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Comet NEOWISE that won’t be back for 6800 years is visible in the evening sky now in the Northern Hemisphere

By India Parent Magazine


Image credit: NASA/Johns Hopkins APL/Naval Research Lab/Parker Solar Probe/Brendan Gallagher
 
If you spot Comet NEOWISE, let us know! Send images and comments to info@indiaparentmagazine.org to share your pictures and views!

Have you seen Comet NEOWISE in the sky? According to the NASA, you can see it if you are in the Northern Hemisphere.

Countries that fall under the northern hemisphere are Austria, Belgium, Bulgaria, Canada, China, France, Germany, Hungary, India, Japan, Mexico, Netherlands, Norway, Poland, Romania, Russia, Spain, Sweden, Switzerland, United Kingdom, Ukraine, and the United States.

“Visiting from the most distant parts of our solar system, it made its once-in-our-lifetimes close approach to the Sun on July 3, 2020 and will cross outside Earth’s orbit on its way back to the outer parts of the solar system by mid-August,” according to the spokesperson of NASA, Joe Masiero.

You can watch video here where NASA experts tell you more about this comet and how you can spot it before it’s gone.

There are a few more comet-observing tips to keep in mind, according to Masiero.

First, you're going to want to try and get away from city lights and set up in a location with a clear, unobstructed view of the northwest horizon.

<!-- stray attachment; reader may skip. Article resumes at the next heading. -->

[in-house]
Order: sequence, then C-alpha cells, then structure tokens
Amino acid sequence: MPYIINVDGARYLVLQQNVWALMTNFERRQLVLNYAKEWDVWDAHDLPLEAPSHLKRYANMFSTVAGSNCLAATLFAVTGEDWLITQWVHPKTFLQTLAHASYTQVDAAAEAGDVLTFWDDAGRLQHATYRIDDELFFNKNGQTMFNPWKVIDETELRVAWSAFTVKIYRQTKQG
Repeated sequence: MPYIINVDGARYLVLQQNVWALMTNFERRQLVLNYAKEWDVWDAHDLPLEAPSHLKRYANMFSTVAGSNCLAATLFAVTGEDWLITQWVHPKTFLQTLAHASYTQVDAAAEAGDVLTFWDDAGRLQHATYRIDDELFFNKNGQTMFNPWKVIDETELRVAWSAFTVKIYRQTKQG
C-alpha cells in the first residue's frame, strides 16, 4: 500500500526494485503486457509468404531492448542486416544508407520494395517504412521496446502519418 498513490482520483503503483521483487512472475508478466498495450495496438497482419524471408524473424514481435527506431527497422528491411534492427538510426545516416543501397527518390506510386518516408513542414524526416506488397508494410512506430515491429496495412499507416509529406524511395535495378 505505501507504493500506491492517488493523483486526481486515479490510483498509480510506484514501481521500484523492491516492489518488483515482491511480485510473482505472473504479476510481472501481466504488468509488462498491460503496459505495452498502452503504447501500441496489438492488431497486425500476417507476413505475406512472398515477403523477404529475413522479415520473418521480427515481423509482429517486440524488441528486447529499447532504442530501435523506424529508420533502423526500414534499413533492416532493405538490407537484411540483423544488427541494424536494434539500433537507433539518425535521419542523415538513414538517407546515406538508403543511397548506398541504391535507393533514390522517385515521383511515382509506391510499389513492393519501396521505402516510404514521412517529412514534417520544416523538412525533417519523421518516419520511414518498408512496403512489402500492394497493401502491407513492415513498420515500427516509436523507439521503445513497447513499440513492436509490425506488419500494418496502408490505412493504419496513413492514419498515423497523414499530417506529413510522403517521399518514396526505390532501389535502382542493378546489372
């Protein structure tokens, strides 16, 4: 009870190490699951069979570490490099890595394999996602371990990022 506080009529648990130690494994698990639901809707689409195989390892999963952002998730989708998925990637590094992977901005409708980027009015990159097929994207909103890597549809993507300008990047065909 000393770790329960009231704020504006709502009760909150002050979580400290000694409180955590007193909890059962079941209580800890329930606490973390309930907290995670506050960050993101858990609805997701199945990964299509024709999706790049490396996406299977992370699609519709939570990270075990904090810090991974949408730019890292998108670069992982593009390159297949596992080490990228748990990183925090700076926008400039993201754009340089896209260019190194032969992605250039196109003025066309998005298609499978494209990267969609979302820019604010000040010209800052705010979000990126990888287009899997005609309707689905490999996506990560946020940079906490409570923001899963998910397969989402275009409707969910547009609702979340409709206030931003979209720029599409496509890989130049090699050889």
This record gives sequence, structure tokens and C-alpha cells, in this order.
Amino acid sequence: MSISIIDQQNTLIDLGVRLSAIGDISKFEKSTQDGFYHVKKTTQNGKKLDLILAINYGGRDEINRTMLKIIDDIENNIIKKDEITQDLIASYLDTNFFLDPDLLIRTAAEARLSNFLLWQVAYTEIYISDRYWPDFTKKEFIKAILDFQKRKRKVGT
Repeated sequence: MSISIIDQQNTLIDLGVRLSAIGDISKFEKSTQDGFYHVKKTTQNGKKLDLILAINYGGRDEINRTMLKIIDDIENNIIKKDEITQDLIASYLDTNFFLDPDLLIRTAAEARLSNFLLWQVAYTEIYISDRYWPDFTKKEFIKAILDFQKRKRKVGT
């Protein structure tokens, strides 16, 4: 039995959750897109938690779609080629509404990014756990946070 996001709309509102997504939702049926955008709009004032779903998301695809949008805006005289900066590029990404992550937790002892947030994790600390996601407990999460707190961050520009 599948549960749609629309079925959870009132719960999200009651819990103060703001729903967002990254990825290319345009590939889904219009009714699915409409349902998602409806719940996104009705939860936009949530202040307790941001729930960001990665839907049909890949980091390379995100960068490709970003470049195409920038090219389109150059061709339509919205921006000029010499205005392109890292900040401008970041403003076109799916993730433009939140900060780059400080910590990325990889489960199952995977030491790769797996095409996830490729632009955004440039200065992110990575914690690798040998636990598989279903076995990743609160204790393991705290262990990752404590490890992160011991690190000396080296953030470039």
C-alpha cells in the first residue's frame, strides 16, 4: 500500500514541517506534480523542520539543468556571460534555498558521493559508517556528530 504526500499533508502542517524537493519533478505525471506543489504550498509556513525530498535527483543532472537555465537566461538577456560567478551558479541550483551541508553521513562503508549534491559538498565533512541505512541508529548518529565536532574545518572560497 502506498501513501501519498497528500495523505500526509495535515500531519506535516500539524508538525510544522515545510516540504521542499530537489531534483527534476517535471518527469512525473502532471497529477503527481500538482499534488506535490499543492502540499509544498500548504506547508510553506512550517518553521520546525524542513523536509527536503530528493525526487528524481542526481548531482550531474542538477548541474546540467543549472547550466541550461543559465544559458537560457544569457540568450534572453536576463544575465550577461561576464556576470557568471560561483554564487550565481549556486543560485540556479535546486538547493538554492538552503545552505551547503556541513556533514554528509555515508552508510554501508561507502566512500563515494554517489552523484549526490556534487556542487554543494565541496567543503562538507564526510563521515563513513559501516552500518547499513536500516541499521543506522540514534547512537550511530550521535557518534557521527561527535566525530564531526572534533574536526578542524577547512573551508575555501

Then, find out what time your local sunset is. You'll want to wait until 45 minutes after sunset before hunting the comet, advises space.com.

"What you want to do is go out right around the time that the first stars start to show up. You're not going to be able to see it before that," Masiero said. "It's probably about as bright as some of the stars in the Big Dipper."

To the unaided eye, Comet NEOWISE will look like a fuzzy star with a bit of a tail, according to a NASA guide. (www.nasa.gov/feature/how-to-see-comet-neowise) But binoculars or a small telescope offer a much better view.

Officially known as C/2020 F3, Comet NEOWISE was first discovered in March by the infrared-optimized NEOWISE spacecraft (the name is short for Near-Earth Object Wide-field Infrared Space Explorer). Since then, the comet has been spotted by several space telescopes and observatories, astronauts on the International Space Station.

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